Determining the process which fixed the moment of modernism is a matter, as so often, of identifying the machinery of selective tradition. If we follow the Romantics’ victorious definition of the arts as outriders, heralds, and witnesses of social change, then we may ask why the extraordinary innovations in social realism, the metaphoric control and economy of seeing discovered and refined by Gogol, Flaubert or Dickens from the 1840s on, should not take precedence over the conventionally modernist names of Proust, Kafka or Joyce. The earlier novelists, it is widely acknowledged, make the later work possible; without Dickens, no Joyce. But in excluding the great realists, this version of modernism refuses to see how they devised and organized a whole vocabulary and its structure of figures of speech with which to grasp the unprecedented social forms of the industrial city. By the same token, the Impressionists in the 1860s also defined a new vision and a technique to match in their painting of modern Parisian life, but it is of course only the post-Impressionists and the Cubists who are situated in the tradition.

The same questions can be put to the rest of the literary canon and the answers will seem as arbitrary: the Symbolist poets of the 1880s are superannuated by the Imagists, Surrealists, Futurists, Formalists and others from 1910 onwards. In drama, Ibsen and Strindberg are left behind, and Brecht dominates the period from 1920 to 1950. In each of these oppositions the late-born ideology of modernism selects the later group. In doing so, it aligns the later writers and painters with Freud’s discoveries and imputes to them a view of the primacy of the subconscious or unconscious as well as, in both writing and painting, a radical questioning of the processes of representation. The writers are applauded for their denaturalizing of language, their break with the allegedly prior view that language is either a clear, transparent glass or a mirror, and for their making abruptly apparent in the texture of narrative the problematic status of the author and his authority. As the author appears in the text, so does the painter in the painting. The self-reflexive text assumes the centre of the public and aesthetic stage, and in doing so declaratively repudiates the fixed forms, the settled cultural authority of the academies and their bourgeois taste, and the very necessity of market popularity (such as Dickens’s or Manet’s).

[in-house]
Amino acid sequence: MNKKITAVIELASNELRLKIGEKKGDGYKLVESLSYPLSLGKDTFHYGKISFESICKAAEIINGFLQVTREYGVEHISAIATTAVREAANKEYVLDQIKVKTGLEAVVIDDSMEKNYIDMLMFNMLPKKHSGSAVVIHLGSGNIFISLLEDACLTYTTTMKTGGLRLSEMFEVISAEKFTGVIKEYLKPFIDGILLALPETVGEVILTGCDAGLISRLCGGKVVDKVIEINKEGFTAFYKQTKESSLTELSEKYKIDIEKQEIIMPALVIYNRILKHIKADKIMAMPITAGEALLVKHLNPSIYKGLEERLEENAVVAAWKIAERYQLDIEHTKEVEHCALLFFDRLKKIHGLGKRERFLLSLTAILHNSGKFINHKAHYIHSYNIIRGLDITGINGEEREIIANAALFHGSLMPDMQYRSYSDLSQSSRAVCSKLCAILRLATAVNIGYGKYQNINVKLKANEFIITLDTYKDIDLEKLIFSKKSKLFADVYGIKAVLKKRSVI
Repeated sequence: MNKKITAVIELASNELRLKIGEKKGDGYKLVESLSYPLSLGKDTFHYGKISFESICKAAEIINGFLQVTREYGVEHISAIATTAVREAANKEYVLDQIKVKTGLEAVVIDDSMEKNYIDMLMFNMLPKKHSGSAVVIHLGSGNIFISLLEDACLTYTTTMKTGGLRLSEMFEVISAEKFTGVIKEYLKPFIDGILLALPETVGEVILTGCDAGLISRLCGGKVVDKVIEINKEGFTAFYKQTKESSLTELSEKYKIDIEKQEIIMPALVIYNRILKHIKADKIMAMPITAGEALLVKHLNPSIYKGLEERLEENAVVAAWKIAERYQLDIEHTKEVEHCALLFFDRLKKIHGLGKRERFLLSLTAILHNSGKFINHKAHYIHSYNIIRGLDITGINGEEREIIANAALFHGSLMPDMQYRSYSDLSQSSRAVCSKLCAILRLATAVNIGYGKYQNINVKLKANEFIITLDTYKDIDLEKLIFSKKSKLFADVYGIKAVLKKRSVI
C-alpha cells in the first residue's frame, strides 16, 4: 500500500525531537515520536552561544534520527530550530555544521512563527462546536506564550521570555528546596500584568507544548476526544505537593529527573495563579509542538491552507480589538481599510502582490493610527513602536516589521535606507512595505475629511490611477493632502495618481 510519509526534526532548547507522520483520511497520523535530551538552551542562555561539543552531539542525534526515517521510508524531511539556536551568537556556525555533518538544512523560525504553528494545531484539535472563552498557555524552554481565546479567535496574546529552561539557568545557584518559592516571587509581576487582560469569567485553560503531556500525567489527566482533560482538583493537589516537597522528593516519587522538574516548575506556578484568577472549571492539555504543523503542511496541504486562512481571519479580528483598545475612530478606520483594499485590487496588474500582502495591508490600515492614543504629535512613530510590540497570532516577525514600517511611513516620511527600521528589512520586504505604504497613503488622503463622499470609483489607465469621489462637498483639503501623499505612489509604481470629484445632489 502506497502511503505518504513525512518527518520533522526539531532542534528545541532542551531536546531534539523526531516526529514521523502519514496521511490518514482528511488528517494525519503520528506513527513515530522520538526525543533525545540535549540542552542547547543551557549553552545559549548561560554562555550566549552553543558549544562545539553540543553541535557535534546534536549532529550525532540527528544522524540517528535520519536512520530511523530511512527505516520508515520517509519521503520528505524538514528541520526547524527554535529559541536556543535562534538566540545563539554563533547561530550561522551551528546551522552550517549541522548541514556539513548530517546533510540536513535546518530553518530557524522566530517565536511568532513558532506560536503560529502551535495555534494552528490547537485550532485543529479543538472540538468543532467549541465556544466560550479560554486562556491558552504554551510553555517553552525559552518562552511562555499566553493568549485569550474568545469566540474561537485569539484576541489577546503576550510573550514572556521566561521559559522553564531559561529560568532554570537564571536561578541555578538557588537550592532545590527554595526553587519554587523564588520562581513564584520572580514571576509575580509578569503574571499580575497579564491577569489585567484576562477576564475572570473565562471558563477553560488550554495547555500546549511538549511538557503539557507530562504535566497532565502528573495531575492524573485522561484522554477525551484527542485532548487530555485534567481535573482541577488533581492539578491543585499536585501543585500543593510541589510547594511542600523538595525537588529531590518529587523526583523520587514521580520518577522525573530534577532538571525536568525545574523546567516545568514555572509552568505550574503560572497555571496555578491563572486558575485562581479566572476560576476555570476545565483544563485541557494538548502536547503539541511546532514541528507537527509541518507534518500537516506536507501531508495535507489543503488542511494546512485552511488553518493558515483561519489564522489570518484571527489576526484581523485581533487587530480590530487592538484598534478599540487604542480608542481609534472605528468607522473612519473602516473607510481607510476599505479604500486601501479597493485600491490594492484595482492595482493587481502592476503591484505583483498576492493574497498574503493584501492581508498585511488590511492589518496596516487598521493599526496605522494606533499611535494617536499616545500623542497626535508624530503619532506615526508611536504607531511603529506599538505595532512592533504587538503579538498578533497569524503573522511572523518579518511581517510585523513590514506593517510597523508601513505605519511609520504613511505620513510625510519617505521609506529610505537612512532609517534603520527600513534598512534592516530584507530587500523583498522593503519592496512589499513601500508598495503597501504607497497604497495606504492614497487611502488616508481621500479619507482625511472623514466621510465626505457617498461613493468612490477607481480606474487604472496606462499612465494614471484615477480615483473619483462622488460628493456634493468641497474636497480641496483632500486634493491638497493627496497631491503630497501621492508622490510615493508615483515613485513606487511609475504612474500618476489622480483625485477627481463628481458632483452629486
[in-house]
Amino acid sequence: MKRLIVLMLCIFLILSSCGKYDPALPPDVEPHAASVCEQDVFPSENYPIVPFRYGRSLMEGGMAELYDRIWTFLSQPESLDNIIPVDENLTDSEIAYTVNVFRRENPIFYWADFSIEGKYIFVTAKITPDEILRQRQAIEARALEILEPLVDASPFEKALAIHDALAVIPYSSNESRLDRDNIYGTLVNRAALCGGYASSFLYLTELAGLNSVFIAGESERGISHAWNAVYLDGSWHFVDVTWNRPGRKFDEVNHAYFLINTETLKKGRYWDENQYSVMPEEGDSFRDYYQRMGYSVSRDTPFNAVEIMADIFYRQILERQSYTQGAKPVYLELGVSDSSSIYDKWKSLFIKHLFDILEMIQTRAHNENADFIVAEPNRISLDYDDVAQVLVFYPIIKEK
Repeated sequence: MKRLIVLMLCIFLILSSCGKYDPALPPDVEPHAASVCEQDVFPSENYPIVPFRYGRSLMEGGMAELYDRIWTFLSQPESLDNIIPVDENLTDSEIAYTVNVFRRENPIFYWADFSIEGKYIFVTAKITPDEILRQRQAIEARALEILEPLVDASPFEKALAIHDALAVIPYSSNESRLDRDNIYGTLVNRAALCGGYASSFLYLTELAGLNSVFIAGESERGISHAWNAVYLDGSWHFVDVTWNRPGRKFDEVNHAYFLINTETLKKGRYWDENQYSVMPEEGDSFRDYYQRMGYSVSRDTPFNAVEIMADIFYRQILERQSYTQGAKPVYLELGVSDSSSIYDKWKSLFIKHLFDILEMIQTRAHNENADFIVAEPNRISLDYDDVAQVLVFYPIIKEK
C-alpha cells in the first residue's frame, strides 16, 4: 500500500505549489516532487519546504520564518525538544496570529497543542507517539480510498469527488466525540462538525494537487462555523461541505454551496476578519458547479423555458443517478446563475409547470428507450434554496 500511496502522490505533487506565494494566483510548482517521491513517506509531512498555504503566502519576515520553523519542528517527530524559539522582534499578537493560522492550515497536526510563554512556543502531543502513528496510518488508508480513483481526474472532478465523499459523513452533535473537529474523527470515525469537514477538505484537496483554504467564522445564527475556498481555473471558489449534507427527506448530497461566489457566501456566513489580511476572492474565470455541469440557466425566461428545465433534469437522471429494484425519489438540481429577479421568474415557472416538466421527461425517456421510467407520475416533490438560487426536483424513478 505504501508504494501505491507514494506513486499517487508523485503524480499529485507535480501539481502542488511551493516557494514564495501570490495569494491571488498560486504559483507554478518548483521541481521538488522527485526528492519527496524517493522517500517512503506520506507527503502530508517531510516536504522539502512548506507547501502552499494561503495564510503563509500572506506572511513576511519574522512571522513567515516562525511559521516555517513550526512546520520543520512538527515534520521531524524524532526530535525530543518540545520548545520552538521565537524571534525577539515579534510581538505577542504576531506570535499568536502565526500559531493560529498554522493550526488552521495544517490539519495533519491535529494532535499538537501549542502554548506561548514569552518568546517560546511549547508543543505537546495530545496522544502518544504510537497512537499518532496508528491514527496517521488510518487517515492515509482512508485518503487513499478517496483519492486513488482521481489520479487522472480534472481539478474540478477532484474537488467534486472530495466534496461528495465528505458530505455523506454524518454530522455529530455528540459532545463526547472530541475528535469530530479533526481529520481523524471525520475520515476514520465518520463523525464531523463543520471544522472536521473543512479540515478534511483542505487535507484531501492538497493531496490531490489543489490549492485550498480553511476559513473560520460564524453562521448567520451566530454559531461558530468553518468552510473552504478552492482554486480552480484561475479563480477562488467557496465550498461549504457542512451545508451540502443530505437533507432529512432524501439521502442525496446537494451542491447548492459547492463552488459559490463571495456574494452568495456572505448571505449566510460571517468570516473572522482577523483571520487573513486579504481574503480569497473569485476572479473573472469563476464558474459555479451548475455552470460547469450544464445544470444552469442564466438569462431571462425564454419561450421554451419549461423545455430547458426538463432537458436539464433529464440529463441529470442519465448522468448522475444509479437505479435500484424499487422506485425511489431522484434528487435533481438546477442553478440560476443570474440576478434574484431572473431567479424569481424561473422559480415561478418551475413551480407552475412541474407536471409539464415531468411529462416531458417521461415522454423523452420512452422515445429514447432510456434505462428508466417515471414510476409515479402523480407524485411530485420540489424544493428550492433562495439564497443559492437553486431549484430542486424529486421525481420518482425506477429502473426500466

These are indeed the theoretic contours and specific authors of ‘modernism’, a highly selected version of the modern which then offers to appropriate the whole of modernity. We have only to review the names in the real history to see the open ideologizing which permits the selection. At the same time, there is unquestionably a series of breaks in all arts in the late nineteenth century, breaks with forms (the three-decker novel disappears) and with power, especially as manifested in bourgeois censorship—the artist becomes a dandy or an anti-commercial radical, sometimes both.